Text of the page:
Jon Gooch, better known as Feed Me, describes himself as "outrageously bleak" in his Facebook bio but that couldn't be further from the truth. His talent as a DJ and producer has led him to issue a series of well received releases including his recent debut album 'Calamari Tuesday,' tour the world extensively, and start his own label, Sotto Voce. He shocked fans back in May when he announced via social media that he was going to take a break from DJing since he felt like his production career was taking a "back seat" to DJing. Feed Me is known for regularly speaking his mind and his critiques of the EDM craze and the "glitz and plastic celebrity that surround the DJ image" are refreshingly honest. We had a chance to catch up with him and ask him a few questions about his social media engagement with fans, some people he finds inspiring, his criticism of the "plastic rockstars" in the EDM industry, and some of his crazy stories from the road.
Your debut album ‘Calamari Tuesday’ came out a month ago. As an artist who has been producing under this moniker for five years, why was now the right time for your first full-length album? I don't really count all that time. Until I brought it to the forefront, it was more a curiosity to me and a background project. The right time was just a case of being full to bursting with music and ideas and not being able to pull enough downtime together to invest in bringing it together. I booked time off, and spent every second finalising and analysing and finally got it complete. It was a task and feels a huge relief to get out there.
You’ve got great social media engagement (over 480,000 fans on Facebook, 160,000 on Twitter, 170,000 on Soundcloud, and 26,000 on Instagram). With so many people jockeying for attention, likes, follows, etc., what do you think is the key to maintaining this relationship with your fans? I don't pay much attention to peers really. The longer I've gone living as Feed Me the more I've felt legitimised in being my own thing and unrelated to any boxes I get categorised in. It's information orientated, I enjoy speaking my mind, and you've got this gigantic instant interface with your own fanbase, 24 hours a day. The more I show myself online and keep things honest and unfiltered, the more I'm met with positive responses, so I find it encouraging all around, and self-perpetuating. Label-fuelled promotion and ad-banner based album campaigns are looking increasingly dated now I think. I love graphics and media and advertising, but hopefully with my image it's centred around me being quite direct and not fronted by a machine.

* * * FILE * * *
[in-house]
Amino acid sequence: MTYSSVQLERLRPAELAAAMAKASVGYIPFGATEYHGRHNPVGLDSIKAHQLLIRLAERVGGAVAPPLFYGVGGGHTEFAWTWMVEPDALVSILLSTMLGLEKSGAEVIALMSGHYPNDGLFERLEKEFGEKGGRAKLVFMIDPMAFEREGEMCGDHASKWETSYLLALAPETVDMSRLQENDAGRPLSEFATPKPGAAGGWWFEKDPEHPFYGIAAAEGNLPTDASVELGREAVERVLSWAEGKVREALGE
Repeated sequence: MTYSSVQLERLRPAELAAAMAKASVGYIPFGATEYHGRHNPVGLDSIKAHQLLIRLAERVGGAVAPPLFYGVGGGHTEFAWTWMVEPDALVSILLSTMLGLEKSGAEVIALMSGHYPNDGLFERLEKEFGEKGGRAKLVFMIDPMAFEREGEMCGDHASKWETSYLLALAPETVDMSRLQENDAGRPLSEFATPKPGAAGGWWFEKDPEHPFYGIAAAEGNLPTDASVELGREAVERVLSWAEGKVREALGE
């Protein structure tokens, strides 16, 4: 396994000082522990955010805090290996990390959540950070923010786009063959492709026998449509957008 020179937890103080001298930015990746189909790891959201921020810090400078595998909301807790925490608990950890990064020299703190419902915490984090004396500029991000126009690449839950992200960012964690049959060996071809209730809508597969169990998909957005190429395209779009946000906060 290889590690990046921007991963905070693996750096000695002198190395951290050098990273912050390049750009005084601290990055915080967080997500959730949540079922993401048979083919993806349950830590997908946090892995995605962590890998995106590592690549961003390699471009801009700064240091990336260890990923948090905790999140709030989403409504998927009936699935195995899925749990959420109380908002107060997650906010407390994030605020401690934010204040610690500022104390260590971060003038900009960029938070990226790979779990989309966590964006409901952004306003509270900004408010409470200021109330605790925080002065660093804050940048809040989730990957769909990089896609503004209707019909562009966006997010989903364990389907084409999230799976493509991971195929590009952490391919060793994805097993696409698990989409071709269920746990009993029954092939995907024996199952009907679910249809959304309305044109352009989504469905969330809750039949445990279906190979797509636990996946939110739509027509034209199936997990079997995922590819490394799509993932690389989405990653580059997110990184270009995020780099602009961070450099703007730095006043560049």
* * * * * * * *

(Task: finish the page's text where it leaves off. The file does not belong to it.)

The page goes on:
You mentioned that you were working on a short film among other things during your hiatus from DJing. How’s that coming along and can you tell us a little more about the project? Not as fast as I want. It's another step in fleshing out things I've imagined for a long time. It's new ground in terms of tech for me but hopefully we've got the right people involved. I've never felt like a musician only so it doesn't at all phase me to move between differing types of media.
We’ve been reading through a massive amount of your recent interviews and we’re pleasantly surprised with you candor in the Beatport reviews. Who have been some other artists that you feel to be particularly sharp and inspiring? Most recently Kanye West and Russell Brand. Entirely different interviews throughout this year with varying objectives and motives, but there's something engaging about articulate direct undiluted opinion. There shouldn't be - it's just become rare. No one does it - everyone's avoiding everyone else's toes. Why be so nice? Deadmau5 has an enjoyably unfiltered way of projecting his thoughts also. Anyone who's willing to use their platform to really speak out honestly and without fear is doing it right, especially in an age of censorship, conspiracy and corporate sponsorship. It's refreshing to understand first hand that you really can say fuck the system and do it your own way. You can connect that thought directly to the fans now, without anyone being able to put a hand on your shoulder and say 'are you sure that's a good idea?' I love the rawness of that.